Lourdes Gurriel Jr. was the walk-off hero on Thursday in Buffalo, chopping an unlikely single over the third baseman’s head in the bottom of the seventh inning after the Blue Jays battled back late thanks to yet another fantastic performance from the bullpen.
Toronto’s relievers struck out eight batters over just 3 1/3 innings of scoreless work in the 3-2 win over the Phillies in the first game of a doubleheader, as that young and hard-throwing group continues to be the story of the season for the Blue Jays, who found their way back to .500.
The relief pitchers will need some help eventually, though, as Chase Anderson lasted just 3 2/3 innings in front of the bullpen. This falls in line with a rotation that’s averaged just over 4 1/3 innings per start in 2020, which has happened for a variety of reasons.
Anderson is more understandable, as he’s still building up after a strained oblique in Summer Camp. There have been poor outings along the way, of course, to go along with injuries and some less likely factors, like Hyun Jin Ryu being removed one frame early due to a long half-inning by the offense and Matt Shoemaker being ejected early in his last outing. Regardless of how it’s happened, though, this Blue Jays team needs to see a starter work into the seventh inning for the first time.
Entering play on Thursday, Blue Jays starters were throwing an average of 17.46 pitches per inning, ranking them 25th in MLB. Anderson had one of those long innings in the third, needing 27 pitches before escaping with a double play.
One thing that’s saved the Blue Jays is the group of young starters they have pitching in relief roles this season, including Anthony Kay, Thomas Hatch and Ryan Borucki. Their ability to pitch multiple innings has been incredibly valuable, especially at the level they’ve done it, and it’s typically bridged the gap to a strong back end of the bullpen.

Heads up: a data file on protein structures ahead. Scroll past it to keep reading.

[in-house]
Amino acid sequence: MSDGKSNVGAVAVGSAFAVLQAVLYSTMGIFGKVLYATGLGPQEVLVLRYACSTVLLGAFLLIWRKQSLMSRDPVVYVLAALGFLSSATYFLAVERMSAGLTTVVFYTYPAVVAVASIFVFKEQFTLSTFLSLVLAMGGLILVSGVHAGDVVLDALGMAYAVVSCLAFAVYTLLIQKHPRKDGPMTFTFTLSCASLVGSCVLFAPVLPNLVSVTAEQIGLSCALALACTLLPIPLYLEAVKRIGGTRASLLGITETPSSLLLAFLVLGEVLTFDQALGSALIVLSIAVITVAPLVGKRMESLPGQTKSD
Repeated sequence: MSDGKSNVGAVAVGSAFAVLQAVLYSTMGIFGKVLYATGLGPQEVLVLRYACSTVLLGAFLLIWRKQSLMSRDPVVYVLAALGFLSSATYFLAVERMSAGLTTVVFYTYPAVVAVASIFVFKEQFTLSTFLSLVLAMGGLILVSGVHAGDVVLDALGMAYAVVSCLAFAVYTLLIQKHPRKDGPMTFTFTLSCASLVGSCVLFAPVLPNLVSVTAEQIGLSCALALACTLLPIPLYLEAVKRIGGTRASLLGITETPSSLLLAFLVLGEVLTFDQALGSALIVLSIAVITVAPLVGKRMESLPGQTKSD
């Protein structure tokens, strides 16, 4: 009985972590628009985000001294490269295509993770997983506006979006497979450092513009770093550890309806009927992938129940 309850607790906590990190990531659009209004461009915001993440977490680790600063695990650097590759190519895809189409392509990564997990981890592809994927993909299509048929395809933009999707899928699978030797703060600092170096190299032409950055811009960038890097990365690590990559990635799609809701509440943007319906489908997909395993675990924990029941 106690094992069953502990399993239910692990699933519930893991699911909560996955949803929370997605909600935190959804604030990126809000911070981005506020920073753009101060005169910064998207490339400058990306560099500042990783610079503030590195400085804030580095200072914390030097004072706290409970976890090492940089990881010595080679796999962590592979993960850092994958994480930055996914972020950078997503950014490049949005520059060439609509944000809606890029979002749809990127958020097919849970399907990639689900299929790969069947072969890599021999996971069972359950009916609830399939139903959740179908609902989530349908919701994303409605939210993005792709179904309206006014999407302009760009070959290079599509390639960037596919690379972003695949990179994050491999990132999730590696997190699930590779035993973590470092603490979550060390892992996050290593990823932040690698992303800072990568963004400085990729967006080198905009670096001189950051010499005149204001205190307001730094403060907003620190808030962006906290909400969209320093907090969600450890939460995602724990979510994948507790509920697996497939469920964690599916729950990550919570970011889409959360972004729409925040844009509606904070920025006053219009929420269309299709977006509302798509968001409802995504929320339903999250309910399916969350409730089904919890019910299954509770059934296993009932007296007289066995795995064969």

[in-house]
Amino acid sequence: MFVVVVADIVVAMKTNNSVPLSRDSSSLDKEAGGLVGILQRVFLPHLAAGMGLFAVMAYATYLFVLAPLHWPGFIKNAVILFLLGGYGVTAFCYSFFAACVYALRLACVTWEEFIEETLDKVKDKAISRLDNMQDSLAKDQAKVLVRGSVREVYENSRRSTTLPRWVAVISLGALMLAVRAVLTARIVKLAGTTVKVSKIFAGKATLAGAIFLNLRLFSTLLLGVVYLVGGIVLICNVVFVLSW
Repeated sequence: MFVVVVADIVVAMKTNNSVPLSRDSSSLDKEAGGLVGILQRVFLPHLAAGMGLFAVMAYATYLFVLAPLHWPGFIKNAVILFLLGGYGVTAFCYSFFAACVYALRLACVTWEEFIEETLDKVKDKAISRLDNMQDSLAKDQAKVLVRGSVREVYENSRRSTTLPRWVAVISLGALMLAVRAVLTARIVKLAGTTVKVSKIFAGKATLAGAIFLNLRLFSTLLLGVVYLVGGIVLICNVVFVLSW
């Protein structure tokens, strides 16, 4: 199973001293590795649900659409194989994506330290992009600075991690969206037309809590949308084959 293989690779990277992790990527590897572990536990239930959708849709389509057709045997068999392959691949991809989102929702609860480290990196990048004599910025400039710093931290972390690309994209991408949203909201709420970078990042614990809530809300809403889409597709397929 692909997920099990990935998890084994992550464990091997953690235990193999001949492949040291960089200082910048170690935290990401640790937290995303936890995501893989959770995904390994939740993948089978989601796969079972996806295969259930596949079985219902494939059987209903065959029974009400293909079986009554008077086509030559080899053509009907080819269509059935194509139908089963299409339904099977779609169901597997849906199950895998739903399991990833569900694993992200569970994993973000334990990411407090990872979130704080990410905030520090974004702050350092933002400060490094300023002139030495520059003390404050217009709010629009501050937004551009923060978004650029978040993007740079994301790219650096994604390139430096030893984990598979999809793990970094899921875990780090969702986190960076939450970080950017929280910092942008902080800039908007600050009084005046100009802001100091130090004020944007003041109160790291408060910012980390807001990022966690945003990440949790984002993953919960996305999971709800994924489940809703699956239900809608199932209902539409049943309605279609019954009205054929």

The Blue Jays have obsessively gathered starting-pitching depth in recent years, and if they’re active at this year’s Aug. 31 Trade Deadline, that’s where general manager Ross Atkins would expect to be shopping again.
“If I had to say just one, it would be starting pitching,” Atkins said Thursday. “If there’s ways to continue to build upon that depth, we will look to do that. Our bullpen has actually been one of the strengths of the team this year and has been very effective, but at the same time, thinking about pitching and preventing runs is where the focus will be.”
Coming out of Thursday’s doubleheader against the Phillies, the Blue Jays head to St. Petersburg to play the Rays and won’t have a day off until Sept. 10. They’re also scheduled to play all 10 of their games against the Yankees over an 18-day span in September, so the Blue Jays need their high-leverage arms to have some gas left in the tank.
The bullpen effort behind Anderson featured the long-awaited Major League debut of Julian Merryweather, who came over from Cleveland in the Josh Donaldson trade back in 2018. Merryweather worked his way back from Tommy John surgery and pitched just six innings in the Minors last season, but he impressed the Blue Jays through Spring Training and Summer Camp.
Working in a shortened role after developing as a starter, Merryweather has seen his velocity tick up. The 28-year-old averaged 97.5 mph with his fastball, giving the Blue Jays 1 1/3 scoreless innings with three strikeouts.